• About
  • Gallery of Images
  • Archives
  • Categories
  • Archive for March, 2013

    Mine Your Step – Autopsy

    2013 - 03.28

    Wow. I have to say, I had no idea about how popular Mine Your Step would be. After an initial review on IndieGaming.com my Google analytics went crazy. That story then got picked up on RockPaperShotgun and PCGamer. I can easily say that my web server has never seen so much traffic. The more amazing thing was the number of tweets and emails I had about the game. It was a very simple idea, but people really seem to dig it. It is really satisfying as an indie gamedev to see people playing your game, even more so when they take the time to actually give you feedback. And so for everyone who tweeted me and e-mailed me about it – thank you :-).

    One of the most interesting parts of the feedback was about ‘The Sergeant’ – which ( as far as I was concerned ) was just a simple text output element. Though it was just text ( I had debated having audio of me shouting the hint, but I really don’t sound like a military person ) people associated a personality with a simple line of white writing – something I found fairly interesting 🙂 Also, I was very impressed at how quickly the levels became solved. The first levels were completed by the time the second review – so I spent a busy night writing a few more additional levels. Thankfully these are actually pure evil, and no one has managed to complete them yet 🙂

    So after having a rather random success story with one of my games, what do I do next? I’m debating a sequel to be honest – though this may be milking it 🙂 I’d really love a multiplayer environment – to actually see all your fellow cadets running around the battlefield, randomly exploding. I’d like to keep it in html5 – as I think the fact it required no plug-ins helped it somewhat. I’ve played around with a unity first person prototype, lots of fog, random explosions – and it made the game, well, pretty dark and scary to be honest. The explosions where simulated but random – the idea being that though you wouldn’t see anyone else walking around the battle field, you would hear and see explosions of other players in real-time. Creepy.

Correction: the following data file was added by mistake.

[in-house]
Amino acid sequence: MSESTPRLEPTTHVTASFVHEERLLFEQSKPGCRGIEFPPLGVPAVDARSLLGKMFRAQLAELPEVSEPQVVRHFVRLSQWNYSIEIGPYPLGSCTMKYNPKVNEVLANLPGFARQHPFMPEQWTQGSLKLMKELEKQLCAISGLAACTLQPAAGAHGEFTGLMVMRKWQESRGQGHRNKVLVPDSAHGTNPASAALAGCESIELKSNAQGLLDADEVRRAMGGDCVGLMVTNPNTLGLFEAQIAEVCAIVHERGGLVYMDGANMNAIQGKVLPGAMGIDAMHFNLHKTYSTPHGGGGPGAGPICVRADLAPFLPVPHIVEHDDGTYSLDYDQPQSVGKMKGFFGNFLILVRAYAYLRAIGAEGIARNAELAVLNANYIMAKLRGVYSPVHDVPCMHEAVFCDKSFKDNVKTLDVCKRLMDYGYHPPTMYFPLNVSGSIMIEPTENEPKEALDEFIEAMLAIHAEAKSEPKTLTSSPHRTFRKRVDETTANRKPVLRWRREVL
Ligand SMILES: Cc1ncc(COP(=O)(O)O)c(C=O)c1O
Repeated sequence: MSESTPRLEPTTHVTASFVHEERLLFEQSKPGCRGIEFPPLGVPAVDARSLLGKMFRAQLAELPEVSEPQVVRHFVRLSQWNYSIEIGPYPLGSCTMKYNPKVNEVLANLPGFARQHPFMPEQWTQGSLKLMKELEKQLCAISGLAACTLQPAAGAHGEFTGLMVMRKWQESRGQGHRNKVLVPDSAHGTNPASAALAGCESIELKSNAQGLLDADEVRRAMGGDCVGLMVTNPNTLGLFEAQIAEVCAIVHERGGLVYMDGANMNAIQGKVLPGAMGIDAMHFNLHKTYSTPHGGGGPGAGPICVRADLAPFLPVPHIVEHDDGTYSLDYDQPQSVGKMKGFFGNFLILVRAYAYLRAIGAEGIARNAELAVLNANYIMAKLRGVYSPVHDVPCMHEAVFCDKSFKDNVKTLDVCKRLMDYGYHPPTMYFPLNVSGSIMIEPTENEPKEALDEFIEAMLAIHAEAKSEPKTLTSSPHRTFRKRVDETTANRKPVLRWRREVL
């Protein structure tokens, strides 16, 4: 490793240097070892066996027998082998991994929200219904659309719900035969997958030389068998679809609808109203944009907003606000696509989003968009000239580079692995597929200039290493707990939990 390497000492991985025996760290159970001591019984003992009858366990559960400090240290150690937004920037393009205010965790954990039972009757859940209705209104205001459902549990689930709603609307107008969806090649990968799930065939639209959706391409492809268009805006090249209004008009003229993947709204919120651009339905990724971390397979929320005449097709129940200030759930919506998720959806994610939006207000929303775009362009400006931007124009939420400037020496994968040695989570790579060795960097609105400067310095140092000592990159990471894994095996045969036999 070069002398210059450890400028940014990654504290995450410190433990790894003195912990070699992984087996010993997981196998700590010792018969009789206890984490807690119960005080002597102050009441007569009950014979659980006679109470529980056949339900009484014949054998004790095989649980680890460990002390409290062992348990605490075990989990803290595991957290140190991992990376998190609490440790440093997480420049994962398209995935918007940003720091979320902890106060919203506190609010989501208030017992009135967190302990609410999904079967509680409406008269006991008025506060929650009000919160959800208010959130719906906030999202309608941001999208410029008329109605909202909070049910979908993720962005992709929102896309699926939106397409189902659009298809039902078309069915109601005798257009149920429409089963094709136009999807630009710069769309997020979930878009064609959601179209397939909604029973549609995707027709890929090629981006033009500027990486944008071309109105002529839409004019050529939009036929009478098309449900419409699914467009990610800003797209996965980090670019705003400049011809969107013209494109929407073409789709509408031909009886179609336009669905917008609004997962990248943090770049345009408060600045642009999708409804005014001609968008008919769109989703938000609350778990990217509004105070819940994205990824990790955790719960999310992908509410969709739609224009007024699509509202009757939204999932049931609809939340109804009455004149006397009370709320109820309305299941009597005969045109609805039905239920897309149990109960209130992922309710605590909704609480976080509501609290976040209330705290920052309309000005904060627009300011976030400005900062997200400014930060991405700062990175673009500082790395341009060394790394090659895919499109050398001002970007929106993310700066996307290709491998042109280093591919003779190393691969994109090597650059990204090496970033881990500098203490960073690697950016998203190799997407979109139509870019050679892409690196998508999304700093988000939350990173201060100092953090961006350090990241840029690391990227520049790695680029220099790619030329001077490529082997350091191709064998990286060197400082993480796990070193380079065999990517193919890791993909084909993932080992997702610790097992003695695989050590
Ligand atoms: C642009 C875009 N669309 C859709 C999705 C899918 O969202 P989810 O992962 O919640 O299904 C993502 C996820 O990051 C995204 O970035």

One idea that came up pretty consistently was checkpoints – I agree they would help especially with the more complicated levels. Also checkpoints would give me a chance to be evil with level design 🙂 ( ‘oh you set your checkpoint to that place? shame it is a dead end 🙂 hehehe’ ).

    One other thing that people said they enjoyed about Mine Your Step was the way that everyone was working toward a common goal. I’ve had a few ideas now which play on this idea. I think random strangers working together to achieve a goal is pretty damn cool idea. So if I don’t produce Mine Your Step 2 for my April #1GAM it will probably be working with this idea of players trying to defeat me.

    The game itself was pretty easy to write. I think about two days worth of work went into it – the most complicated bit was the level design ( as I found a decent tileset, but my art skills are poor ) and of course the client/server interaction – which I hadn’t done with html5 before, but it was pretty simple. The last minute addition of the music I think really helped the atmosphere of the game – though after checking out my bandwidth use, I had to quickly compress it from a 7 meg mp3 into a 2 meg mp3 🙂 The player sprite was built with the most excellent charas-project.net. I modified the sprite that came out of that by making his helmet much bigger to give him a more toony look. For people who have asked how the client/server bit was done, it is fairly easy – on death a message is sent to a php script which stores the x, y, level and player name in a MySQL db. On level load another PHP script is called which contains JSON encoded data containing all the death x, y locations on a level for the past 24 hours. And that is pretty much it. If anyone is truly interested in how this is done, more than happy to do a tutorial about it 🙂

    Well, I guess that is it for now 🙂 thanks for reading!


    Setting up node.js on appfog – a quick tutorial

    2013 - 03.25

    I’ve been playing around with node.js and loving it so far. I wanted to find a third party host for it, as my current host won’t let me play with it without it getting expensive quickly. So after some googling around, I decided to give AppFog a go. It’s free and from my limited exposure to it so far, does the job pretty well. I ran into a few stumbling blocks as I went, so decided to put a mini-tutorial together to explain how to get node.js running.

    Firstly, you need to sign up to an account. No credit/debit card details needed. Once signed in, you need to go here : https://console.appfog.com/apps/new. Simple enough. To get an instance running, simply select node.js from the first menu :

    Then select where you want it hosted, followed by giving the app a name :

    Once done, click on Create App, and you are re-directed to something similar to this screen :

    Congratulations! You have just created a node.js instance. Now, with a process as simple as that, why on earth do I need to write a tutorial? Well, I spent some time sorting out the environment to properly edit this instance, so this is the ‘meat’ of the tutorial.

    Firstly, you need to install ruby. http://rubyforge.org/frs/download.php/76804/rubyinstaller-2.0.0-p0.exe should run fine. Install it, and then from the Ruby 2.0.0-pl folder, select start Command Prompt with Ruby.

    mkdir src
    gem update --system
    gem install af
    af login
    cd src
    af pull slimetutorial
    cd slimetutorial